By Lydia Lee, Landscape Architecture Magazine, April, 2017:
One of the most popular exhibits at San Francisco’s Exploratorium is an immersive experience of the city’s iconic fog. When you walk along the 150-foot-long Fog Bridge by the artist Fujiko Nakaya, you disappear into a white mist generated by 800 tiny nozzles. “When everything is fogged up around you, it’s a wonderful ‘noticing’ tool,” says Tom Rockwell, the Exploratorium’s director of exhibits and media studio. “You notice the change in temperature, the air currents, the light.”
It’s fitting that the Exploratorium, one of the original hands-on museums, encourages visitors to engage directly with the wild. The foundation for its outdoor exhibits is a series of broad decks around the waterfront museum—more than an acre of hardscape—designed by the San Francisco firm GLS Landscape | Architecture. Notably, most of the outdoor areas are accessible by the public and don’t require a ticket for admission. They fulfill a state mandate for public waterfront access, but they are also an important part of the museum’s mission to connect with a much wider community beyond its paying attendees. The spaces are testing grounds for outdoor installations destined for other parts of the city and even other towns: little placemaking ambassadors for science and culture. The multiplicity of uses for the Exploratorium’s outdoor spaces is a reminder that the landscapes of today can be fertile ground, even without a single plant in sight.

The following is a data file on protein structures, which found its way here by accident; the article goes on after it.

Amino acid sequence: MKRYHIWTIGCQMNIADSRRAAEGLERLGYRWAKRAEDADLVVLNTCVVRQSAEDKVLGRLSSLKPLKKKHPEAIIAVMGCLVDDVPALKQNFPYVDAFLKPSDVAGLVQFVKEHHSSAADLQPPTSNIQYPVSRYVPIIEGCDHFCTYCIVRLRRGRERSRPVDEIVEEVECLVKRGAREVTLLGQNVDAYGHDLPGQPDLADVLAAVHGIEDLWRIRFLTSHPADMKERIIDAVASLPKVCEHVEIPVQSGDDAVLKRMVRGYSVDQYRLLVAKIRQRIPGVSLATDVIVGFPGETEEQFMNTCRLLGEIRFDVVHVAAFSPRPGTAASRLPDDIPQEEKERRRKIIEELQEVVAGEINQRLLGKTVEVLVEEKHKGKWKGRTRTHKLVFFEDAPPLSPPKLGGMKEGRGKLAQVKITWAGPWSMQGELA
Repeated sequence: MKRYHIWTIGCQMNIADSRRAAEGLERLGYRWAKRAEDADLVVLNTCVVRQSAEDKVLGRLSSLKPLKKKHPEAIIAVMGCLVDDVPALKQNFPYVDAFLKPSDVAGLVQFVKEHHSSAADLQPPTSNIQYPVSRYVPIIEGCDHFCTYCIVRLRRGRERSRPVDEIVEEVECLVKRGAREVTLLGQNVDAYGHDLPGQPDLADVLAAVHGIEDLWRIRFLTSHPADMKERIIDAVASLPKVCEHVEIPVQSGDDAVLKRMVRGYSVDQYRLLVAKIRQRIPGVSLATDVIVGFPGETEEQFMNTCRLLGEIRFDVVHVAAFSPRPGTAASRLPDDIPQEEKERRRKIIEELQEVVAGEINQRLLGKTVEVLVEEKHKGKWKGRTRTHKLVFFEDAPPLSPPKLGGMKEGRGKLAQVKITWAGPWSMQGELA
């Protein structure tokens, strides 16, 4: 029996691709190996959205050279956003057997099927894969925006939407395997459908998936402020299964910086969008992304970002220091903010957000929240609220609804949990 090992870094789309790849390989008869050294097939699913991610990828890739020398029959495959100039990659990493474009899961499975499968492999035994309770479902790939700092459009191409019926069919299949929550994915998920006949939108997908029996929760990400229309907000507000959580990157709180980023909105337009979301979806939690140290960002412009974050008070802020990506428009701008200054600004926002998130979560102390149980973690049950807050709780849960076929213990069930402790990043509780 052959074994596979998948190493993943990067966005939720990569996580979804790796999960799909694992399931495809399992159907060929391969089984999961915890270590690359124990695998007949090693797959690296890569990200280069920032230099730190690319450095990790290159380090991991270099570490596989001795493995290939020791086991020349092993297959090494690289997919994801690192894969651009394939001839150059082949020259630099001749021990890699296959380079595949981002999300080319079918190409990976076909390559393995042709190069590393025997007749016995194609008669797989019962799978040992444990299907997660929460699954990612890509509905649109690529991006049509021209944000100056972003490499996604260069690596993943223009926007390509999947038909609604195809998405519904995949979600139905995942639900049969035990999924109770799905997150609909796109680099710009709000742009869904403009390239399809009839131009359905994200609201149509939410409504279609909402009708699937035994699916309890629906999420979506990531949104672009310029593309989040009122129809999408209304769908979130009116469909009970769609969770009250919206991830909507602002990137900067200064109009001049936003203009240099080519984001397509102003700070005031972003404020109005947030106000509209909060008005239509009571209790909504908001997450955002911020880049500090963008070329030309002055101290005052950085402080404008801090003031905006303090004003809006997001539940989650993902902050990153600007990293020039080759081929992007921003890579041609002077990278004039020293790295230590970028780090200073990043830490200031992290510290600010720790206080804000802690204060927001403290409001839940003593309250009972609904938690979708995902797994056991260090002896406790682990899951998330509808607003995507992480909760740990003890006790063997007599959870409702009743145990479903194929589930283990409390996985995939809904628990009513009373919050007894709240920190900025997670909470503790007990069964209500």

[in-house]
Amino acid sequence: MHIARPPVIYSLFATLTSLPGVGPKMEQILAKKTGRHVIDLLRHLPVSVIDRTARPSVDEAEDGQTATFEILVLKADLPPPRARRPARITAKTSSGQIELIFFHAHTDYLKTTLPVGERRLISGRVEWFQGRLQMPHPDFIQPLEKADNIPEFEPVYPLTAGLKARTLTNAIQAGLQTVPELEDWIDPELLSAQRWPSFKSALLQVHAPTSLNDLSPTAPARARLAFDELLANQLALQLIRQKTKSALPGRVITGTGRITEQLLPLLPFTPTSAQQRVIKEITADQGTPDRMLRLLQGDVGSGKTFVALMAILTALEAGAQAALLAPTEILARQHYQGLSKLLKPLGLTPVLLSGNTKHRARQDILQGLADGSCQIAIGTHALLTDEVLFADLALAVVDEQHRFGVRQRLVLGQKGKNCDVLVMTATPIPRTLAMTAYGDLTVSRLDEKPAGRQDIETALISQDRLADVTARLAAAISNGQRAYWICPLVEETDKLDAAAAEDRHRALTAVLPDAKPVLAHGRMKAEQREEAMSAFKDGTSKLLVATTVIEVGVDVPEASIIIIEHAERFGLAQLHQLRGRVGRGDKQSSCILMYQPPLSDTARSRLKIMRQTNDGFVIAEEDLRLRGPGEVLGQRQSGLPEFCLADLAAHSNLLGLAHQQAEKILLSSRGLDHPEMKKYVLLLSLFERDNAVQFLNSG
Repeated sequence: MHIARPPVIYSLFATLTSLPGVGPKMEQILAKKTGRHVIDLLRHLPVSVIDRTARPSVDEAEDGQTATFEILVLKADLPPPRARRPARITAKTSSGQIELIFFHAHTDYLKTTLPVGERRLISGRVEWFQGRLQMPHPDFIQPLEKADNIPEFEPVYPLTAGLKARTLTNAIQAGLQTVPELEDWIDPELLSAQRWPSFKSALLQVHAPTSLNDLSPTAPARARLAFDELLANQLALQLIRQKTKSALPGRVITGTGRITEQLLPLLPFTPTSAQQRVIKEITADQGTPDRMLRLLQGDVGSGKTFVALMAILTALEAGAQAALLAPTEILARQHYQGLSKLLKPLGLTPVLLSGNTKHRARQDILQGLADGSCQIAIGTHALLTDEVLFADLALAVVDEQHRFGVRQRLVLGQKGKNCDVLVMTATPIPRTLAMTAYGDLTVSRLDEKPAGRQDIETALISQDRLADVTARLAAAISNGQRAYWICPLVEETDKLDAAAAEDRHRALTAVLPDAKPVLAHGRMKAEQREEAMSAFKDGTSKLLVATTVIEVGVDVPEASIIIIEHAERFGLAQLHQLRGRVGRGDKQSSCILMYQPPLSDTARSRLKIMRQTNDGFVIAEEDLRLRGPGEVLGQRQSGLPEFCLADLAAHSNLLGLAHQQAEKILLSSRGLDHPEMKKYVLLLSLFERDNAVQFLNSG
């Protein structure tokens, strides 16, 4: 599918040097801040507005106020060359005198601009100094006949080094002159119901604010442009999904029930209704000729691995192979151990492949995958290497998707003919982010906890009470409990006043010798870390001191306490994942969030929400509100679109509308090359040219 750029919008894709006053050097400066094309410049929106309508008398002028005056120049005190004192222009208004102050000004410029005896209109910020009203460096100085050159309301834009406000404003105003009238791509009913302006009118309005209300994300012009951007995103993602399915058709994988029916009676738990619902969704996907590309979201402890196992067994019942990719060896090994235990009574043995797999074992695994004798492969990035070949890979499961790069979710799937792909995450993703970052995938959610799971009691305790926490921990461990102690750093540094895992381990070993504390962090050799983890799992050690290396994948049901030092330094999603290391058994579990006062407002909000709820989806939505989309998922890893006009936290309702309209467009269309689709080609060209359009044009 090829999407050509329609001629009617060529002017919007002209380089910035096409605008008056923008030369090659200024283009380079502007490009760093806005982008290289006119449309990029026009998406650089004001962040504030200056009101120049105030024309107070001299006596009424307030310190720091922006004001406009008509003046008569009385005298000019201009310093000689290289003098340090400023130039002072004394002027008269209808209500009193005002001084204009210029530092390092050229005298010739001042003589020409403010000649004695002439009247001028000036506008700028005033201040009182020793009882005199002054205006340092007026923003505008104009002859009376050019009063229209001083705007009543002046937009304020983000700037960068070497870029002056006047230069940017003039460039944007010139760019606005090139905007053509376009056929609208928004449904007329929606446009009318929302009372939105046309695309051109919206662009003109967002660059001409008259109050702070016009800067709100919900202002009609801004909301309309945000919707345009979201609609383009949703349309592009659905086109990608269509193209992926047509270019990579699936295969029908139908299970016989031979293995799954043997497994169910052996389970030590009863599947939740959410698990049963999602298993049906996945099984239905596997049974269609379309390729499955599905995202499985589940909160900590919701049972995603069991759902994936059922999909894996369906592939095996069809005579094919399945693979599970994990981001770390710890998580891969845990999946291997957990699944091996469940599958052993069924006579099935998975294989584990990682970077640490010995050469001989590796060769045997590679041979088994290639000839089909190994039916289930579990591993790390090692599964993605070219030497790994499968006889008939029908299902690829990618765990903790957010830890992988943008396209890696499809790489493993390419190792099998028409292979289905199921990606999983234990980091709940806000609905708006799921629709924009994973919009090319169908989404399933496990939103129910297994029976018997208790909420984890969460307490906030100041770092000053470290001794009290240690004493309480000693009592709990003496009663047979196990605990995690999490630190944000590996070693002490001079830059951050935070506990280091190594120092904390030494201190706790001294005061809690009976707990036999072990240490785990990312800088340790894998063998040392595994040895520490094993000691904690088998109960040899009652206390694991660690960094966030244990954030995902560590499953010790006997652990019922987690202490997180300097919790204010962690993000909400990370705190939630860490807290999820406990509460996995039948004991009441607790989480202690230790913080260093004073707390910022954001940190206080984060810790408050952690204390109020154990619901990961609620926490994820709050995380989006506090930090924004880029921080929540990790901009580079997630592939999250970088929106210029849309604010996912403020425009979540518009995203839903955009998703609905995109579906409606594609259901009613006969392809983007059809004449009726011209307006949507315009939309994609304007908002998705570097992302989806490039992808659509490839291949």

The Exploratorium’s outdoor extension is a recent development. Founded in 1969 by the physicist Frank Oppenheimer, the museum pioneered the concept of hands-on exploration of scientific phenomena; among its most well-known exhibits is the Tactile Dome, a completely dark, three-dimensional environment that you crawl your way through. Its longtime home was at the Palace of Fine Arts, an ornate, beloved landmark located at the northern edge of town. In the 1990s, museum management began planning a much-needed renovation and expansion, including its first outdoor exhibit area. But concerns about renewing the lease and the long-term viability of the site prompted a search for a completely new locale. San Francisco’s eastern waterfront, known as the Embarcadero, had some compelling advantages: considerably more space in a central location and easy access to public transit.